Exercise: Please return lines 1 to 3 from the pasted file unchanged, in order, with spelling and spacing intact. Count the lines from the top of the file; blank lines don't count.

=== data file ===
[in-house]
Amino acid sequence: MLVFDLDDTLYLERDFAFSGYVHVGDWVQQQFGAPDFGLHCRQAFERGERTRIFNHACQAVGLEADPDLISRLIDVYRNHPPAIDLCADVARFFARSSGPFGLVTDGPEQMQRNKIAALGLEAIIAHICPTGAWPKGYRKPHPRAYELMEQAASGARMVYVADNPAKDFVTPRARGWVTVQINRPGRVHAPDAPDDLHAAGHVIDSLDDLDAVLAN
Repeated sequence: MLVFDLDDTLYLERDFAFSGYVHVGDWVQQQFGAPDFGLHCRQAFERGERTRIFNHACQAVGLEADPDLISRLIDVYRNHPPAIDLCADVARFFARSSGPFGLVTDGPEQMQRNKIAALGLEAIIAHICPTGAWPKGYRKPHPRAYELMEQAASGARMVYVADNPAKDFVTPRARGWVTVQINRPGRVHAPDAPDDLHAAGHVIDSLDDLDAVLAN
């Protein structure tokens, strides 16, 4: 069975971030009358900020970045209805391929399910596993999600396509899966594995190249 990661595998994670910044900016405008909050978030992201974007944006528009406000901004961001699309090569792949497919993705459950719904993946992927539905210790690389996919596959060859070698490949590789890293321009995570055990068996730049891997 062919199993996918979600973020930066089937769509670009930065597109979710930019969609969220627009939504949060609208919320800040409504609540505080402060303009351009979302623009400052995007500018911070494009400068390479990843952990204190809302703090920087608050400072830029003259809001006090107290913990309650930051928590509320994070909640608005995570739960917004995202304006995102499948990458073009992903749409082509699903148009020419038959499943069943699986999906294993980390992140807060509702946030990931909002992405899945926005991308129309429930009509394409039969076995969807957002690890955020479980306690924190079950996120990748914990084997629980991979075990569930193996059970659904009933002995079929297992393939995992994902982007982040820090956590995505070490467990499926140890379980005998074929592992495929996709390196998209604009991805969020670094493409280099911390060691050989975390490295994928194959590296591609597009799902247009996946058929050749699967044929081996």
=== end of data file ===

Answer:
[in-house]
Amino acid sequence: MLVFDLDDTLYLERDFAFSGYVHVGDWVQQQFGAPDFGLHCRQAFERGERTRIFNHACQAVGLEADPDLISRLIDVYRNHPPAIDLCADVARFFARSSGPFGLVTDGPEQMQRNKIAALGLEAIIAHICPTGAWPKGYRKPHPRAYELMEQAASGARMVYVADNPAKDFVTPRARGWVTVQINRPGRVHAPDAPDDLHAAGHVIDSLDDLDAVLAN
Repeated sequence: MLVFDLDDTLYLERDFAFSGYVHVGDWVQQQFGAPDFGLHCRQAFERGERTRIFNHACQAVGLEADPDLISRLIDVYRNHPPAIDLCADVARFFARSSGPFGLVTDGPEQMQRNKIAALGLEAIIAHICPTGAWPKGYRKPHPRAYELMEQAASGARMVYVADNPAKDFVTPRARGWVTVQINRPGRVHAPDAPDDLHAAGHVIDSLDDLDAVLAN